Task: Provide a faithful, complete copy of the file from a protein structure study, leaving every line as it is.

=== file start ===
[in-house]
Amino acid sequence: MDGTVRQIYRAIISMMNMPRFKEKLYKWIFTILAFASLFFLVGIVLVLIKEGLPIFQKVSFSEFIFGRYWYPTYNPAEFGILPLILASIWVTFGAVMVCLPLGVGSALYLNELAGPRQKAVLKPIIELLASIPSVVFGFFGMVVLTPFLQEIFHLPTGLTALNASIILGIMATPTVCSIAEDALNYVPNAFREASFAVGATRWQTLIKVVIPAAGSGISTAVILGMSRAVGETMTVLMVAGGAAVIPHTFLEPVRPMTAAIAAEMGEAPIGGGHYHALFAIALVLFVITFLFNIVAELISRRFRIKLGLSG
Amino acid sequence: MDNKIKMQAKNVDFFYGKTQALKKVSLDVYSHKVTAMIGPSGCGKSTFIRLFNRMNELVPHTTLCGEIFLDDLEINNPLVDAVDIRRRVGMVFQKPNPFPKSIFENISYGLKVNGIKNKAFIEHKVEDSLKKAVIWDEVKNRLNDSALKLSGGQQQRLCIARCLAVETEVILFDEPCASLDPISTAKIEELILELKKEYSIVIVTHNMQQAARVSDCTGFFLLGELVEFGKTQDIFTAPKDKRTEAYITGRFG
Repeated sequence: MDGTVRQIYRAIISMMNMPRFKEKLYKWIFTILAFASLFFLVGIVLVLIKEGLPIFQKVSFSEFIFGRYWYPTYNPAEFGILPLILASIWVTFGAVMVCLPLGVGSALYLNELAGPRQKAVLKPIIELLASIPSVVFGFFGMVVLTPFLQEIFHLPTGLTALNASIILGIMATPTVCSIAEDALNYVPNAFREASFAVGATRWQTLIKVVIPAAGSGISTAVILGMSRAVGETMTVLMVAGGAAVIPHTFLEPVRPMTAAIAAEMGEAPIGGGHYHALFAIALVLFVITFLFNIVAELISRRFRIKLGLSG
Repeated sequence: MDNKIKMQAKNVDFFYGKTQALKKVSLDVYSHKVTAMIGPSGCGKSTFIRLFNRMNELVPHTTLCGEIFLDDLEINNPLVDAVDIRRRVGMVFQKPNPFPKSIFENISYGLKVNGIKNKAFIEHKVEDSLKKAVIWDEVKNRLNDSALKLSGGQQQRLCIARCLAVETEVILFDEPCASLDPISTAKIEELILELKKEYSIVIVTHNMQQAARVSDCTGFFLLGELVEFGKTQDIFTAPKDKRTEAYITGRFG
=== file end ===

[in-house]
Amino acid sequence: MDGTVRQIYRAIISMMNMPRFKEKLYKWIFTILAFASLFFLVGIVLVLIKEGLPIFQKVSFSEFIFGRYWYPTYNPAEFGILPLILASIWVTFGAVMVCLPLGVGSALYLNELAGPRQKAVLKPIIELLASIPSVVFGFFGMVVLTPFLQEIFHLPTGLTALNASIILGIMATPTVCSIAEDALNYVPNAFREASFAVGATRWQTLIKVVIPAAGSGISTAVILGMSRAVGETMTVLMVAGGAAVIPHTFLEPVRPMTAAIAAEMGEAPIGGGHYHALFAIALVLFVITFLFNIVAELISRRFRIKLGLSG
Amino acid sequence: MDNKIKMQAKNVDFFYGKTQALKKVSLDVYSHKVTAMIGPSGCGKSTFIRLFNRMNELVPHTTLCGEIFLDDLEINNPLVDAVDIRRRVGMVFQKPNPFPKSIFENISYGLKVNGIKNKAFIEHKVEDSLKKAVIWDEVKNRLNDSALKLSGGQQQRLCIARCLAVETEVILFDEPCASLDPISTAKIEELILELKKEYSIVIVTHNMQQAARVSDCTGFFLLGELVEFGKTQDIFTAPKDKRTEAYITGRFG
Repeated sequence: MDGTVRQIYRAIISMMNMPRFKEKLYKWIFTILAFASLFFLVGIVLVLIKEGLPIFQKVSFSEFIFGRYWYPTYNPAEFGILPLILASIWVTFGAVMVCLPLGVGSALYLNELAGPRQKAVLKPIIELLASIPSVVFGFFGMVVLTPFLQEIFHLPTGLTALNASIILGIMATPTVCSIAEDALNYVPNAFREASFAVGATRWQTLIKVVIPAAGSGISTAVILGMSRAVGETMTVLMVAGGAAVIPHTFLEPVRPMTAAIAAEMGEAPIGGGHYHALFAIALVLFVITFLFNIVAELISRRFRIKLGLSG
Repeated sequence: MDNKIKMQAKNVDFFYGKTQALKKVSLDVYSHKVTAMIGPSGCGKSTFIRLFNRMNELVPHTTLCGEIFLDDLEINNPLVDAVDIRRRVGMVFQKPNPFPKSIFENISYGLKVNGIKNKAFIEHKVEDSLKKAVIWDEVKNRLNDSALKLSGGQQQRLCIARCLAVETEVILFDEPCASLDPISTAKIEELILELKKEYSIVIVTHNMQQAARVSDCTGFFLLGELVEFGKTQDIFTAPKDKRTEAYITGRFG